Andrew Bogut looks at Warriors' contention vs. development problem

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Grant Liffmann
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Bogut looks at Warriors' contention vs. development problem originally appeared on NBC Sports Bayarea

Former Warriors center and NBA champion Andrew Bogut has seen the different stages an organization can go through when it rises from a bottom dweller to a perennial champion. When the Warriors acquired the big man from the Milwaukee Bucks in 2012, the Warriors were the laughing stock of the league.

A few years later, the Warriors made a massive leap through developing their youth into the stars they are today.

With all his experience, Bogut has a unique perspective on the ways organizations can approach the process of creating a contender, and he sees that the current Warriors team is at a crossroads.

"Are the Warriors going the development route, the [trade] route, or are they going the hybrid route?" Bogut said on the Dubs Talk podcast. "Now I don't think the hybrid works for them, I think they have to go one or the other. And I was probably in the boat of trying to throw [James] Wiseman and something else for [Bradley] Beal back a few months ago.

"Just for the basis that you get Beal for right now you're probably moving up, and being more competitive this season, and then next season you've got a legitimate lineup out there."

Not only do the Warriors have to make a decision on Wiseman moving forward, they also might have another huge asset on the way with the Minnesota Timberwolves' top-three protected pick in this year's NBA draft. If the Warriors were to obtain that pick this year, that would be another huge asset that they would have to decide if they want to flip for a solidified star, or select a player and develop him.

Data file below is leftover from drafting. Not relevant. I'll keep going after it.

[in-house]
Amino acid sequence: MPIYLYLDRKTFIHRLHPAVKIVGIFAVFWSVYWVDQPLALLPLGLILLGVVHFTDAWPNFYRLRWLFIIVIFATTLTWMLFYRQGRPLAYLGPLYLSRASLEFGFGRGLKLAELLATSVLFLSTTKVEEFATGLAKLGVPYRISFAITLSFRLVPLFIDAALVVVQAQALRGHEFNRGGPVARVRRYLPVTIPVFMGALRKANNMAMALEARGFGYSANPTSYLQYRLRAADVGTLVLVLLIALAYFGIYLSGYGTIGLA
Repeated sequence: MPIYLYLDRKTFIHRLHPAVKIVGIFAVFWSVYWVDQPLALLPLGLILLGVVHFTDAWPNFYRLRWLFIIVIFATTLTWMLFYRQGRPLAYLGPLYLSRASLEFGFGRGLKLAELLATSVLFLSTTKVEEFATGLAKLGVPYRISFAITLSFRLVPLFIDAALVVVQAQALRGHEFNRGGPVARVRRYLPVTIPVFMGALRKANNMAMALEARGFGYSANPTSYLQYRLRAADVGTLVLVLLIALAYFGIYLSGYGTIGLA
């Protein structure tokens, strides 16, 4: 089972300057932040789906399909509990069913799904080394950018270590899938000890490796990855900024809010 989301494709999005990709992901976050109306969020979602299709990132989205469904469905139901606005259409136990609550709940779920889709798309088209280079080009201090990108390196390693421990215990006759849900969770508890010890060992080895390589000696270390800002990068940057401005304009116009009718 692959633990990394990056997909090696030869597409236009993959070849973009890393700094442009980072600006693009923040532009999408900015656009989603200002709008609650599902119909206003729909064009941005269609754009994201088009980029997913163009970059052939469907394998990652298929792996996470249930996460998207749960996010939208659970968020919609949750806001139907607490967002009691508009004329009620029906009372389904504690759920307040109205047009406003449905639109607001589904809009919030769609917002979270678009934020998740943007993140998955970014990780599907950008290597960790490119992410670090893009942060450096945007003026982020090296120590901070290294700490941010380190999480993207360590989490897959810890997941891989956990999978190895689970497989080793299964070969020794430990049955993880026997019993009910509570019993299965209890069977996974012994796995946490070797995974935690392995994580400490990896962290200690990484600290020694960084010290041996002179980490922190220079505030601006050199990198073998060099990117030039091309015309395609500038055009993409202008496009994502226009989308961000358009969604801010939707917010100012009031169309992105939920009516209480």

To Bogut, the question that the Warriors face is purely based on the developmental timeline, and if it can intersect with Steph Curry's elite play.

"So that comes down to the question of Steph's getting older, he still will be able to play long term because of the way he shoots the ball, but at the elite level we are seeing today, who knows how long he has left there. A couple years probably, two or three years at the level he is today, and he will have a slight decline just from age.

"Also Klay [Thompson's] health, do you go for the home run and say we have got Steph at this elite level for another two or three years, do we want to bring in a Bradley Beal or bring an [Andre] Iguodala type that really puts us over the top and have us that one knockout punch again for a championship, or do you just go in the middle of the pack and develop Wiseman and Steph sails off without another championship," Bogut said.

RELATED: Breaking down Warriors' 10-game stretch run to finish line

It undoubtedly will be a busy offseason for Warriors president of basketball operations Bob Myers and the front office, as they decide the route they will go down. First, the Warriors will be watching the NBA Draft Lottery closely to see if they land the Wolves pick, and then the focus will temporarily shift to Wiseman's rehabilitation from his torn meniscus.

Throw in Kelly Oubre Jr's upcoming free agency and the actual NBA draft, and Myers clearly will have a lot of tough decisions to make.

So what route will they choose?

"That's the question and that's probably a stressful conversation they are having in that war room at the Warriors," Bogut explained. "Because there is no real right answer, while winning a championship is the be all and end all, you also want to have Steph sent out the right way and give him the opportunity to compete for a championship.

"That then obviously loses you the opportunity to develop a kid like Wiseman who can make that move, where he can be an all-league center in five to 10 years."

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